Neonicotinoid report author hits back at study critics

The lead author of a study on neonicotinoid pesticides' impact on honey bees has hit back against criticism from the chemical companies that part-funded the work.

Dr Ben Woodcock from the Centre for Ecology and Hydrology (CEH) said Bayer and Syngenta, which provided $3million in funding along with with money from Natural Environment Research Council, said he did not appreciate the companies saying he had "cherry-picked data".

He added: "We just present the results we get."

Both companies have accused the scientists of overstating the threat posed by neonicotinoids to both honey and wild bees, adding that the data, as they saw it, did not reflect the conclusions from CEH.

Bayer said results of the CEH study were inconsistent and therefore inconclusive with variability of effects over both the bee species and the countries in which they were studied.

Syngenta argued that full results of the experiments showed neonicotinoids had no effect in the vast majority (238 of the 258) of the 258 potential effects measured.

The HTA, NFU and Crop Protection Association were among other organisations also sceptical about conclusions drawn from the study.

Woodcock told Energydesk, Greenpeace's digital journalism project.: "I’m intrigued to know what they would’ve wanted us to do. If you find negative results on key metrics – number of bees in hives, number of bees surviving after winter – how would they want us to present that? How could we interpret this in what they see as an unbiased way?

"Science papers are short. There about 1,500 words. The discussion is tiny on this. It’s like a paragraph. So it’s not like we spent vast amounts of time discussing the details of this. You literally present the results more or less as they are, along with some broad statements on what you observed."

The study examined the impact of two neonicotinoids – clothianidin (made by Bayer) and thiamethoxam (made by Syngenta) on wild bees and honey bees in three European countries: Germany, Hungary and the UK.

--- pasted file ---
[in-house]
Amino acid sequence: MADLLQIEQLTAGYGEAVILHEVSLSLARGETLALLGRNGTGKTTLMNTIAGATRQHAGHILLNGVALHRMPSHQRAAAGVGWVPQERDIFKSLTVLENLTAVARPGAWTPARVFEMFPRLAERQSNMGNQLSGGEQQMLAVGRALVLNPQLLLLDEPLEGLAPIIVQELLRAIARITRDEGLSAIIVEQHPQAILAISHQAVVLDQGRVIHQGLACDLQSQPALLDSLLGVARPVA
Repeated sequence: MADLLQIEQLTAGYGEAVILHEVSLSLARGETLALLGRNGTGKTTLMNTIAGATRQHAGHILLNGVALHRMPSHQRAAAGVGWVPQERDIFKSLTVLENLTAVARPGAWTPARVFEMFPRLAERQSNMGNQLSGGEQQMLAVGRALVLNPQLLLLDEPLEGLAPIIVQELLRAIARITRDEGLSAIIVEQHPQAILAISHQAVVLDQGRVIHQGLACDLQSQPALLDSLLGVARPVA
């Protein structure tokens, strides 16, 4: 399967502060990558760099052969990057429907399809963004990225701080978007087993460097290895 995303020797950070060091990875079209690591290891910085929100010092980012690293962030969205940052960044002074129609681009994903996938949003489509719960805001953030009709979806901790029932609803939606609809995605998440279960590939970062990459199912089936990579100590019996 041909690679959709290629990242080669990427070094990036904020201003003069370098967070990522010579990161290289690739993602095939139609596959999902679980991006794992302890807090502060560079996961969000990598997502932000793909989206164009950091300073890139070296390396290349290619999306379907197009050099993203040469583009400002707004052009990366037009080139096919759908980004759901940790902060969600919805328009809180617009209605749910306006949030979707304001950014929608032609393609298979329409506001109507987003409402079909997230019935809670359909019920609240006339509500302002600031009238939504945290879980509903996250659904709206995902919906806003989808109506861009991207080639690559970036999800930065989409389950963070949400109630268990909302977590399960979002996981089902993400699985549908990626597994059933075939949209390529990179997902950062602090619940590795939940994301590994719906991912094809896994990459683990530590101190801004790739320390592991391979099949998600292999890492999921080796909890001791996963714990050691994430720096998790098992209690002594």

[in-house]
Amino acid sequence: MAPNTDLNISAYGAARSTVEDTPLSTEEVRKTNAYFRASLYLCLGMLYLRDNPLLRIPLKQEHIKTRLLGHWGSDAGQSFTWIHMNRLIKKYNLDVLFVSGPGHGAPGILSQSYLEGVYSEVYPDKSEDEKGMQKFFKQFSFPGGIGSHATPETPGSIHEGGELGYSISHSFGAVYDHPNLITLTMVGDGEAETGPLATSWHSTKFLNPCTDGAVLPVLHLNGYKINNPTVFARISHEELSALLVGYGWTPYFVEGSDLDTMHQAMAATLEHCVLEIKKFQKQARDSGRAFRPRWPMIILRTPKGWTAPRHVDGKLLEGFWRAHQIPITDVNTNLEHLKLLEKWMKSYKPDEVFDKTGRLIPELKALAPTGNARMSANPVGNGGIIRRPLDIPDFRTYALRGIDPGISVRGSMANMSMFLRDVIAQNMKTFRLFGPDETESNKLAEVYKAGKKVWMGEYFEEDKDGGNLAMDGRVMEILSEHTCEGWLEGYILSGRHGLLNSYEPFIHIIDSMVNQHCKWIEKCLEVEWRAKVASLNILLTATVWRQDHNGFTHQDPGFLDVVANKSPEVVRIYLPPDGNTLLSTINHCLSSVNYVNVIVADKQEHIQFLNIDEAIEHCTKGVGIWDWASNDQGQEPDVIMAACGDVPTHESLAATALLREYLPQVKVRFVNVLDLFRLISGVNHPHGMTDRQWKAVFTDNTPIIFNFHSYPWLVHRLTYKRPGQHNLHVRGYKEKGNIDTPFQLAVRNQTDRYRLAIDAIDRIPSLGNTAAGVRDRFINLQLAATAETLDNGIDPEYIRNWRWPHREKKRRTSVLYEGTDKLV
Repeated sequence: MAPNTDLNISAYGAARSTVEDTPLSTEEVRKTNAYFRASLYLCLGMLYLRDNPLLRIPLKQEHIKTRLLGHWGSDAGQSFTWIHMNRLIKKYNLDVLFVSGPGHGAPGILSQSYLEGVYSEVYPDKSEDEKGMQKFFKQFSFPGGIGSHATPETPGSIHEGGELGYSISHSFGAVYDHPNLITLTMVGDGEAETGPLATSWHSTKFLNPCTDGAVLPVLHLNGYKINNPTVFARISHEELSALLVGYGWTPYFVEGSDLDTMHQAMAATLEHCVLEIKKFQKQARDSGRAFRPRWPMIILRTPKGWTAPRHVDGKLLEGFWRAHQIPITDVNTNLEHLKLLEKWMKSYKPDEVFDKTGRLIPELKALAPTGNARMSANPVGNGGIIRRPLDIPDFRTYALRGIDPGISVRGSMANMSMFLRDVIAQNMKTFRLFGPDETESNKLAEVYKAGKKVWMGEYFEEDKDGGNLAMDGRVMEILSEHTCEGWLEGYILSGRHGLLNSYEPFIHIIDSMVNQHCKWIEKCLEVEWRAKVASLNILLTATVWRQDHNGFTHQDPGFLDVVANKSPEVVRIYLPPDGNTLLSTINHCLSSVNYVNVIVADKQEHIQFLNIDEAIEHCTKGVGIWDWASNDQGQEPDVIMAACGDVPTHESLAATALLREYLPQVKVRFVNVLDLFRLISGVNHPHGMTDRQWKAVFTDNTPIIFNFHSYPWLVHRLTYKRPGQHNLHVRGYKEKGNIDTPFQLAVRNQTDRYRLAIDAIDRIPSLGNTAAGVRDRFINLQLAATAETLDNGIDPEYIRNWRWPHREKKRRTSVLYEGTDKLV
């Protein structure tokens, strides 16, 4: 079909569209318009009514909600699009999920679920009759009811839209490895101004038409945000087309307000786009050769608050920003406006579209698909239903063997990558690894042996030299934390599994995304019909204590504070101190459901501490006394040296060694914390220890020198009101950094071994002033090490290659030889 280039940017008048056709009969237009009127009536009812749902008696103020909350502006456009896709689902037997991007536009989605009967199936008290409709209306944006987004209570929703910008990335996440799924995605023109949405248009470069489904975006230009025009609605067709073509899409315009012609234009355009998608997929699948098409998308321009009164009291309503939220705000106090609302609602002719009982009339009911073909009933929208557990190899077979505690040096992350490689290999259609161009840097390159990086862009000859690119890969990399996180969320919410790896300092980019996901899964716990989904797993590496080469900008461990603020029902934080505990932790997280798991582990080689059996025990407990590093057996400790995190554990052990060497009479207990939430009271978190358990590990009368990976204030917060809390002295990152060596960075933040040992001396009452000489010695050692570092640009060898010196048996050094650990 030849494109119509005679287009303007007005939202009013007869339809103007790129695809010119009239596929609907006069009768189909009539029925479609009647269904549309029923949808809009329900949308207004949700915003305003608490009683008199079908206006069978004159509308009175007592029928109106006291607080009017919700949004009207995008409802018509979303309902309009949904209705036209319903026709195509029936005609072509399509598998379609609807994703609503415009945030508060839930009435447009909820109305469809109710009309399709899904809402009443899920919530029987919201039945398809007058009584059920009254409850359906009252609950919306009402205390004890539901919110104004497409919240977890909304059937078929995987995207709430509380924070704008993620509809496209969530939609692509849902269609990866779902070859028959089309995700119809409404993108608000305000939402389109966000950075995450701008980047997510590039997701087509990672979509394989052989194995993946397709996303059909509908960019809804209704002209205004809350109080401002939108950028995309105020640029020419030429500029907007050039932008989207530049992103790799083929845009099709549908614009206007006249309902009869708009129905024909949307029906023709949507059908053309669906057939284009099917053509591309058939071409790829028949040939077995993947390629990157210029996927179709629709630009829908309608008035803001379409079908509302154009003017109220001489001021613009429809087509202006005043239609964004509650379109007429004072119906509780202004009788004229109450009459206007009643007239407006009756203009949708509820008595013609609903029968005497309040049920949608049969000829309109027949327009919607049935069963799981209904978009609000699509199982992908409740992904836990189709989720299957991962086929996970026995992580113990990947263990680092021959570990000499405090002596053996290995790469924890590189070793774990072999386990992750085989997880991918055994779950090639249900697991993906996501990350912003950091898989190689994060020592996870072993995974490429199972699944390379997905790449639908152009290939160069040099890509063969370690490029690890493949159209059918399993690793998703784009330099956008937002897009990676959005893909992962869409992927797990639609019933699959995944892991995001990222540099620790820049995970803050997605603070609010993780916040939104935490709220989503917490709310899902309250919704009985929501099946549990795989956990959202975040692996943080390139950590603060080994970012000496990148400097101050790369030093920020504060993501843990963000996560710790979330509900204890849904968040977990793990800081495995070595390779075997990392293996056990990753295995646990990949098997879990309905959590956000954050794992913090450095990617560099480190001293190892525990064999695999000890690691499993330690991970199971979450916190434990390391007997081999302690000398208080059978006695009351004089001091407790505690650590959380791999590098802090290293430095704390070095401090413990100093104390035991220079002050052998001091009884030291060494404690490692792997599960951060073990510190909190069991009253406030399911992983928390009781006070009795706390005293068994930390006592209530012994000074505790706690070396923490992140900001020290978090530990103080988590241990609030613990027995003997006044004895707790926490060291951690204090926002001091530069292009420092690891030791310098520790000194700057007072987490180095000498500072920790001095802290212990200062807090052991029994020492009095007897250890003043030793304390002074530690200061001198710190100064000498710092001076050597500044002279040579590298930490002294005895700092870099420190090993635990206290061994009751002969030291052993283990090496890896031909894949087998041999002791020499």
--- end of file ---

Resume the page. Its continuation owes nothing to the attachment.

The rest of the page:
The experiments occurred in the field, with bees feeding on oilseed rape crops, treated with the neonicotinoids. 

The results differed from country to country, with bees largely unaffected by the chemicals in Germany, which Bayer and Syngenta highlighted.

Woodcock said: "They’re trying to reduce the size of our experiment, by putting it into individual countries. And when you do that you reduce the replication to such a level that it’s basically impossible to find a difference between an effect of neonics or no neonics.

"Bayer and Syngenta said that if you look at each country individually, then you don’t get the effects you see in our study. If you do any experiment, you have to think about replication.

"Think about tossing a coin in the air: if you tossed a coin once in the air and you got heads, would you assume that you would get heads every time? No, you would do it again and again until you understand there is a 50:50 chance of the coin landing on heads. And every experiment is like that. The more times you replicate something, the more chance you have of understanding what’s going on.

"This is a problem that is well established in the literature. Previous studies have been criticised for having very poor replication because if you don’t have the replication you could report the absence of an effect of neonics even when one was present.

"They’re trying to muddy the waters. Because people aren’t aware of how the regulations work and what the regulatory body wants to focus on. They’re trying to say look at everything, rather than saying actually what they’ve presented here are the core metrics by which pesticides are regulated."

In 2013, the European Commission decided to issue a temporary ban on the pesticides in the EU, citing the risk the chemicals pose to bees.

The Commission could call for an outright ban on the chemicals at the end of 2017.

Syngenta said: "We stand by our position that this is an inconclusive study that asks more questions than it answers. It should be noted that a number of other independent scientists who have reviewed this paper expressed similar concerns via the UK Science Media Centre.

"The data generated in the study whilst variable, provides valuable and unique insights that help to better understand the ways in which neonicotinoid pesticides can be used safely.  The report is a helpful contribution to the ongoing debate about pollinator health."

Woodcock added: "It’s easy to say ban neonics, but you’ve got to take into account what the alternatives are. Simply saying there’s no effect of neonicotinoids is not the way to go. There needs to be a sensible acknowledgment that there is a problem so we can work out a solution that best serves society and the natural environment."


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